• or (C) That the definition of science competency is pretty amazingly low.

For a 4th grader, an example of skills demonstrated at “Proficiency” is “Recognize that gravitational force constantly affects an object.”  Really?  Most 4th graders don’t know that?

In a conference call on today’s release of national 2009 science scores of grades 4 and 8 and 12, members of the governing board of the the National Assessment of Educational Progress decried the one percent of students scoring at the top level. There was also concern over the growing number of students scoring below the most basic levels.

At the two grade levels where Georgia students’ test results were released, less than one-third are demonstrating solid academic performance and competency in science.

In Georgia, 27 percent of fourth graders performed at or above the proficient level on science, compared to the national average of 32 percent. In eighth grade,  27 percent performed at or above proficient, compared to 29 percent nationally. Twelfth grade scores were not released by state.

via NAEP science: Less than half of students at competency | Get Schooled.

January 27, 2011 at 9:46 am 6 comments

New GaComputes Reports for CE21

Next week is the first NSF Computing Education for the 21st Century Community Meeting, in New Orleans, organized and hosted by NCWIT.  In preparing for that meeting, we gathered some of our evaluation work into handouts, and now we’ve uploaded them to our website.  Some of the new things that might be of interest to readers here (Warning: Most of these are technical reports, not peer-reviewed publications!  The technical reports summarize analyses — lots of data, little explanation):

January 27, 2011 at 9:45 am Leave a comment

Teacher’s free-speech rights stop at the classroom door

Every American has the right to free-speech, but this court finding says that the School Board’s instruction on what to teach overrides the teacher’s right to free speech, at least in the classroom.  What does that mean for faculty?  With whom does ultimate responsibility for the college classroom lay?  Can my Dean say to teach in a certain way, and I’ll be liable if I don’t?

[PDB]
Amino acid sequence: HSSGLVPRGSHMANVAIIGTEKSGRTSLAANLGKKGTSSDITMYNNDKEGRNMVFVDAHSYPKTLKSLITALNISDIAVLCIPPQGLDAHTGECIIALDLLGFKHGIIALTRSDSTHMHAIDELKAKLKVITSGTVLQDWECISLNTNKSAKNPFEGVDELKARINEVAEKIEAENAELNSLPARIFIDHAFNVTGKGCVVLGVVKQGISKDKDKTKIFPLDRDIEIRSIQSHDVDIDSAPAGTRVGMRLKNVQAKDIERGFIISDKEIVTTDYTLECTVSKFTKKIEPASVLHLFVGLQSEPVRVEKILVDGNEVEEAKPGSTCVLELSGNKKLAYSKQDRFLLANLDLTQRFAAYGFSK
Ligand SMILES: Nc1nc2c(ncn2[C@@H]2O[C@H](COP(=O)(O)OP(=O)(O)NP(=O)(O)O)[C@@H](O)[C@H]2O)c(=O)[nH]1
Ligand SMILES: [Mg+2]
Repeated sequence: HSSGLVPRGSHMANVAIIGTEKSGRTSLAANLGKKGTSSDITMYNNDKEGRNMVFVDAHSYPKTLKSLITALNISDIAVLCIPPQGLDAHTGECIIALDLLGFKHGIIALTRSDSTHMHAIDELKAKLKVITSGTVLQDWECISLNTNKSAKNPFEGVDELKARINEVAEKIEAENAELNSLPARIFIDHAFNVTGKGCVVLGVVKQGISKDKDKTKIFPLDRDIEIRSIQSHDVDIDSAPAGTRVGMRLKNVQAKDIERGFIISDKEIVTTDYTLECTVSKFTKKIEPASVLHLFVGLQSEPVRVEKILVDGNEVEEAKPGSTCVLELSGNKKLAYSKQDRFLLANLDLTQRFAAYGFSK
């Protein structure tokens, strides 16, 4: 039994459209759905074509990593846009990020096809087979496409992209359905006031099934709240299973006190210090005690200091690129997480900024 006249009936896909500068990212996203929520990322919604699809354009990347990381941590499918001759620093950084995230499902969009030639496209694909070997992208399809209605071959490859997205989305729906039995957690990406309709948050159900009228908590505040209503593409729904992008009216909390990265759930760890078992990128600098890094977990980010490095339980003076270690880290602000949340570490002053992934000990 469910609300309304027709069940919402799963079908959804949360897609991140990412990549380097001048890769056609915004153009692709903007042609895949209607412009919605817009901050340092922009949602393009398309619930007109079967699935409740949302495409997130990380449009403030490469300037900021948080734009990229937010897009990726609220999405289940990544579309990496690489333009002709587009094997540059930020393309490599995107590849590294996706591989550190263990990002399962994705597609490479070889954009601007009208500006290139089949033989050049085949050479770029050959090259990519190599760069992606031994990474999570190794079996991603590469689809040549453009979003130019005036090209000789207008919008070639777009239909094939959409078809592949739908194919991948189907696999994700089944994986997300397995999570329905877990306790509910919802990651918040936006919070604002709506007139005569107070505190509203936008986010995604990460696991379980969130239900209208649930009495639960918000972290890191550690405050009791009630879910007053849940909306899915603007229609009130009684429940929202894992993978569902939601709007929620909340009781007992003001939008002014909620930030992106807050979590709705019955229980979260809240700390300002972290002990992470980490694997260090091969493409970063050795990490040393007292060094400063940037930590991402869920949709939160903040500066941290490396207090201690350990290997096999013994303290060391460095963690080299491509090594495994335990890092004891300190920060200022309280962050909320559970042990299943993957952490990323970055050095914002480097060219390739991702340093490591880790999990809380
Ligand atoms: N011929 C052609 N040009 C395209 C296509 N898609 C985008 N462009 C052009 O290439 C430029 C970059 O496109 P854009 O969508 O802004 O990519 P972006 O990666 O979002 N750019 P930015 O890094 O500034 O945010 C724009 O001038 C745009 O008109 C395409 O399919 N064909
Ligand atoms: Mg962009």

Teachers have no First Amendment free-speech protection for curricular decisions they make in the classroom, a federal appeals court ruled on Thursday.

“Only the school board has ultimate responsibility for what goes on in the classroom, legitimately giving it a say over what teachers may (or may not) teach in the classroom,” the U.S. Court of Appeals for the 6th Circuit, in Cincinnati, said in its opinion.

via Court: No Teacher Speech Rights on Curriculum – The School Law Blog – Education Week.

January 26, 2011 at 7:23 am 4 comments

Student patterns: When are the quizzes due?

I mentioned that I’m doing Video Quizzes in my class this semester.  I’m recording ~5 minute bits of interaction with Java (e.g., a tour of a method and a demonstration of its use), then asking students questions about the interaction (e.g., how did I fix this error in that video?).  I’ve got all the video pages hooked up with Google Analytics.  Given the average time usage per day report below, can you tell when the first two quizzes were due?  Deadlines are forcing functions for activity.  I’m fairly pleased by theseearly  results– students are actually viewing the videos to answer the questions I’m posing them.

January 26, 2011 at 7:22 am Leave a comment

Tell us your CSEd Week Stories

The CSEdWeek effort is wrapping up last year, and starting on next.  They’re trying to collect stories on what happened this year.  If you could, please share your story.

If you held an event or did an activity for the week tell us your story (and if you held an event or did an activity and didn’t pledge, go ahead and pledge first and then tell us your story);

via Computer Science Education Week Extends Its Reach |

January 25, 2011 at 10:08 am 1 comment

Somewhere, C.P. Snow is smiling

I’m surprised that the article doesn’t reference The Two Cultures.

Called Citizen Science, the new program is the brainchild of Bard’s president, Leon Botstein, who is himself an artist — the music director and conductor of the American Symphony Orchestra. Dr. Botstein has accused colleges of shirking their responsibility to create a well-rounded citizenry.

“The most terrifying problem in American university education is the profound lack of scientific literacy for the people we give diplomas to who are not scientists or engineers,” he said. “The hidden Achilles’ heel is that while we’ve found ways to educate scientists in the humanities, the reverse has never really happened. Everybody knows this, but nobody wants to do anything about it.”

via Bard College Freshmen Get Crash Course in Science –

January 25, 2011 at 10:08 am 7 comments

Predictions on Future CS1 Languages